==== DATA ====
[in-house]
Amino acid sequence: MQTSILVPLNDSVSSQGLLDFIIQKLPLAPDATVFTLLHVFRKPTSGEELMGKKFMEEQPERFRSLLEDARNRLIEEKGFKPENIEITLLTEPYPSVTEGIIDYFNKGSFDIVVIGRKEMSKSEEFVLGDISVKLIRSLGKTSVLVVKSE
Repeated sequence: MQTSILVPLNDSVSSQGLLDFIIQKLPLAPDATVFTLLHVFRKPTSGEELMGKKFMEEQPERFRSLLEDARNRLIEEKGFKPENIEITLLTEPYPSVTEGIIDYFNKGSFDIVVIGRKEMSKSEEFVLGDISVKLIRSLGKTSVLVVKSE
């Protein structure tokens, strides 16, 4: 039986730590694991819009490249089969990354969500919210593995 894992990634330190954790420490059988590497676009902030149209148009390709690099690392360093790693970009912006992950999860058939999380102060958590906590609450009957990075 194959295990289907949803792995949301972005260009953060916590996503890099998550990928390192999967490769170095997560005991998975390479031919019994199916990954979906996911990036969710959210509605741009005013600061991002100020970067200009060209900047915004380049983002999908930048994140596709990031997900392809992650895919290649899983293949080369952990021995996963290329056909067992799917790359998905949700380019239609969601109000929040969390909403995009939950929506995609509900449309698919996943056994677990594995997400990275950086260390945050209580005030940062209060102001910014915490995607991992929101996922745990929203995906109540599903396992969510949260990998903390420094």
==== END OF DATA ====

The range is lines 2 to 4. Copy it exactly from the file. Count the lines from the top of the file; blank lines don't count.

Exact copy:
Amino acid sequence: MQTSILVPLNDSVSSQGLLDFIIQKLPLAPDATVFTLLHVFRKPTSGEELMGKKFMEEQPERFRSLLEDARNRLIEEKGFKPENIEITLLTEPYPSVTEGIIDYFNKGSFDIVVIGRKEMSKSEEFVLGDISVKLIRSLGKTSVLVVKSE
Repeated sequence: MQTSILVPLNDSVSSQGLLDFIIQKLPLAPDATVFTLLHVFRKPTSGEELMGKKFMEEQPERFRSLLEDARNRLIEEKGFKPENIEITLLTEPYPSVTEGIIDYFNKGSFDIVVIGRKEMSKSEEFVLGDISVKLIRSLGKTSVLVVKSE
């Protein structure tokens, strides 16, 4: 039986730590694991819009490249089969990354969500919210593995 894992990634330190954790420490059988590497676009902030149209148009390709690099690392360093790693970009912006992950999860058939999380102060958590906590609450009957990075 194959295990289907949803792995949301972005260009953060916590996503890099998550990928390192999967490769170095997560005991998975390479031919019994199916990954979906996911990036969710959210509605741009005013600061991002100020970067200009060209900047915004380049983002999908930048994140596709990031997900392809992650895919290649899983293949080369952990021995996963290329056909067992799917790359998905949700380019239609969601109000929040969390909403995009939950929506995609509900449309698919996943056994677990594995997400990275950086260390945050209580005030940062209060102001910014915490995607991992929101996922745990929203995906109540599903396992969510949260990998903390420094």